Locals meanwhile, reported that a Bahraini trooper fighting alongside the Saudi forces had been killed during border clashes between the Yemeni forces and the Saudi military in north western Yemen. The soldier has been identified as Issa Abdullah Badr Aid.
Meanwhile, Saudi jets pounded residential buildings in Bani al-Harith district north of the Yemeni capital Sana’a, leaving two women and two children dead.
Seventeen people were also injured in the Saudi airstrikes against Bani al-Harith.
The incident came just one day after a Saudi airstrike hit the hospital run by Doctors Without Borders (MSF) in the same province, killing at least 25 people.
Translated from Dutch NOS TV today:
In the Yemeni capital Sanaa, hundreds of thousands of people have taken to the streets … shouting slogans such as “We will not give in.”
This video says about itself:
RAW: Deadly aftermath of Saudi led air strike on MSF hospital in Yemen (GRAPHIC)
15 August 2016
A hospital supported by Doctors Without Borders (MSF) has been hit by airstrikes in Yemen, the medical charity confirmed on Monday.
Read more here.
Translated from Dutch NOS TV:
The international community should exert more pressure on Saudi Arabia to stop their “indiscriminate bombing” in Yemen. That says MSF [Doctors without Borders]. The NGO is pulling out of North Yemen after the Saudi air force bombed an MSF clinic there for the fourth time.
The last bombing early this week killed 19 people, including an employee of MSF. Saudi Arabia regrets the departure of the aid organization and says the bombing was a mistake, but director Arjan Hehenkamp of Doctors without Borders in the Netherlands does not accept that at all. The Saudi forces knew the hospital’s coordinates, he says.
“This is a hospital that is far away from the front lines, yet they bomb. The Saudis say they will investigate the bombing critically, but they now have said that four times already and about the first three times we have not heard anything yet.”
The United States has condemned the attack on the clinic, but the country continues to supply weapons to Saudi Arabia. Hehenkamp wants the US and other big countries supporting Saudi Arabia, such as Britain and France, to exert more pressure to put an end to the air strikes in northern Yemen. These attacks cause many civilian casualties. “We are starting to consider those countries co-responsible,” said Hehenkamp.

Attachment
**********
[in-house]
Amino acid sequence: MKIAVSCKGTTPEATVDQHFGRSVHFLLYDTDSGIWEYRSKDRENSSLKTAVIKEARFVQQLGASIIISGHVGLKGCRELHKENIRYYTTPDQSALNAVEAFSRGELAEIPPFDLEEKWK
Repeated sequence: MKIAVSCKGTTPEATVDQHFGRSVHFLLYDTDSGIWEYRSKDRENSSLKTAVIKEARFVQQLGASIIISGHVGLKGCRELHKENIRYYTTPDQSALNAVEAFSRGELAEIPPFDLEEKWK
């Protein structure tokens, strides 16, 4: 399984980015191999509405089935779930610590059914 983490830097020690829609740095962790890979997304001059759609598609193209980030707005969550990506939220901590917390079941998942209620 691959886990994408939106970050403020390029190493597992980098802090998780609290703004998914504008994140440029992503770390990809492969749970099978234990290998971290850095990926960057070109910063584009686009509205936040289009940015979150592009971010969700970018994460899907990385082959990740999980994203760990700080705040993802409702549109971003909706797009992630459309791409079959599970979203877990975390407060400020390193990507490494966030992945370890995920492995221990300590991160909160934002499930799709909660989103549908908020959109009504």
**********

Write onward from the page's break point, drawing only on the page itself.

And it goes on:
The Netherlands also should do more, Hehenkamp says. “Where are the denunciations? The Dutch foreign affairs minister Koenders cannot afford to say that this was a mistake. I do not care if the bombing was targeted or not, what matters is that it happens for the fourth time. Where are we still safe?”
The saga of Britain’s arms sales to Saudi Arabia hits a disturbing new low: here.
This video from the USA says about itself:
US Covering Up Saudi War Crimes?
16 August 2016
Saudi Arabia has been bombing the hell out of Yemen, yet no one seems to be talking about it. Cenk Uygur, host of The Young Turks, breaks it down. …
A spokesman for the coalition did not immediately respond to a Reuters request for comment.”
Read more here.
This video says about itself:
15 August 2016
A witness told a reporter that the injured could not be evacuated immediately as war planes continued to fly overhead and they feared more bombings.
The Abs facility in the Hajja province is run by aid group Médecins Sans Frontières, they said they had repeatedly given GPS coordinates to all parties in the conflict, including the Saudi-led coalition.
By Peter Symonds:
Saudi coalition airstrike on hospital in Yemen kills at least 11
16 August 2016
The Saudi-led coalition added to its war crimes in Yemen by carrying out an airstrike yesterday afternoon against a hospital run by Doctors Without Borders (MSF), killing at least 11 people and wounding at least 19 others. As MSF had provided the GPS coordinates of the medical facility to all sides in the conflict, the targeting was deliberate.
With US backing and assistance, Saudi Arabia and its Middle Eastern allies have waged an illegal air war inside Yemen since March 2015, following the seizure of Sana’a, the capital, by Houthi Shiite rebels. The Saudi regime accused its regional arch-rival Iran of backing the Houthis and is seeking to reinstate the government-in-exile of President Abd-Rabbu Mansour Hadi.
Yesterday’s airstrike on the Abs hospital in the northern Hajjah province is part of a deliberate campaign to terrorise the Houthi population in the north of Yemen. The Saudi-led war has killed more than 6,500 civilians and destroyed much of the country’s social infrastructure, including some 250 medical centres, 800 schools and hundreds of electricity plants and fuel store houses.